Somewhere between Henry Holiday’s weird paintings for Lewis Carroll and Edward Gorey’s delightfully grim alphabet fall Harry Clarke’s hauntingly beautiful and beautifully haunting 1919 illustrations for Edgar Allan Poe’s Tales of Mystery and Imagination—a collection of 29 of Poe’s tales of the magical and the macabre.
So lavish was the artwork that a copy of the “deluxe” Clarke-illustrated edition went for 5 guineas in 1919, or about $300 in today’s money. The book, an epic volume of 480 pages, was eventually reprinted by Calla Editions in 2008.
Eerie and erotic, Clarke’s illustrations bring his Edwardian-era aesthetic and early Art Nouveau influences to the post-Victorian liberated fascination with sensuality.
Edgar Allan Poe (right) appears in the oldest-known photograph taken inside an American museum, the Academy of Natural Sciences in Philadelphia, itself the oldest natural science museum in the Western Hemisphere.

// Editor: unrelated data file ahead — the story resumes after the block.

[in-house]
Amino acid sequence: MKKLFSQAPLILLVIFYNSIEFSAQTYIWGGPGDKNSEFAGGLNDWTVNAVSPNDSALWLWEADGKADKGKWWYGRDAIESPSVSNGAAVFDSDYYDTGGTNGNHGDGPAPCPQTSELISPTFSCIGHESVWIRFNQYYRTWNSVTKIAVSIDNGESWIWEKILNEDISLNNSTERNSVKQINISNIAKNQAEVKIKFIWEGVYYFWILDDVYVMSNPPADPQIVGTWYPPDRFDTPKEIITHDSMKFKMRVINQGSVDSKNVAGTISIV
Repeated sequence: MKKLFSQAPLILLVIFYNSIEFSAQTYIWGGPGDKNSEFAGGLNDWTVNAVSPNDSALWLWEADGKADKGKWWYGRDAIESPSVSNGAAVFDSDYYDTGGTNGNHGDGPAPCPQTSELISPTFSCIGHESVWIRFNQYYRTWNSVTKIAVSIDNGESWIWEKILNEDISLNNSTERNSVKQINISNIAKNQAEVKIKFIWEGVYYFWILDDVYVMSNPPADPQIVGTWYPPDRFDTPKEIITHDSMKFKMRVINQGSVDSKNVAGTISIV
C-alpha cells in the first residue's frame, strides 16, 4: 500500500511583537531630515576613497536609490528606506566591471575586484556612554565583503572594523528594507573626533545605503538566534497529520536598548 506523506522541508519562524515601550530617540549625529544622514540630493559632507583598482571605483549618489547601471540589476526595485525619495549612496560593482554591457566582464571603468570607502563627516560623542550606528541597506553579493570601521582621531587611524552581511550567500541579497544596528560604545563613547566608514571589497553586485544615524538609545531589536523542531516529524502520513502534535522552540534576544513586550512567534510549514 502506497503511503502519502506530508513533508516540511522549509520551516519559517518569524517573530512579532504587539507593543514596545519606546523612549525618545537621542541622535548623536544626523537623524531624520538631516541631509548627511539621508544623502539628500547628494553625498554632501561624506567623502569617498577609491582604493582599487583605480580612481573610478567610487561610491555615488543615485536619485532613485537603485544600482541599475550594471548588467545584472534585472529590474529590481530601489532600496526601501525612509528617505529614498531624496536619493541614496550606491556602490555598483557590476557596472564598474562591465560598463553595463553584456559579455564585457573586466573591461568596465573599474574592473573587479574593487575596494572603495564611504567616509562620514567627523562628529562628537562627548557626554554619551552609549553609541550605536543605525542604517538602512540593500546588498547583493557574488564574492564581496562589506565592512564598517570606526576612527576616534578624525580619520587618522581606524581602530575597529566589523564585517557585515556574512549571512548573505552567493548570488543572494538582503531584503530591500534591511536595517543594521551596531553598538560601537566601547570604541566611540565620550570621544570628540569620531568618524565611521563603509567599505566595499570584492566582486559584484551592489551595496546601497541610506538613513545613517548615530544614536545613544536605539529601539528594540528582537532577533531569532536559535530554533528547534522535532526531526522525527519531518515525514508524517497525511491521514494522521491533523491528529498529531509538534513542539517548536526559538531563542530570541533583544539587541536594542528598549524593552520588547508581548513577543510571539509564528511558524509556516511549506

Edgar Allan Poe and H. P. Lovecraft. Together they fight crime. Or something.
Aw emo Poe. His superpower: he mopes at crime and it gets depressed and slinks off into the corner to have a good cry.
And then Lovecraft shoots them, because he has no soul. (really. Cthulu ate it.)
As others were; I have not seen
As others saw; I could not bring
My passions from a common spring.
From the same source I have not taken
My sorrow; I could not awaken
My heart to joy at the same tone;
And all I loved, I loved alone.
Then- in my childhood, in the dawn
Of a most stormy life- was drawn
From every depth of good and ill
The mystery which binds me still:
From the torrent, or the fountain,
From the red cliff of the mountain,
From the sun that round me rolled
In its autumn tint of gold,
From the lightning in the sky
As it passed me flying by,
From the thunder and the storm,
And the cloud that took the form
(When the rest of Heaven was blue)
Of a demon in my view."
— Alone (via namelesshere)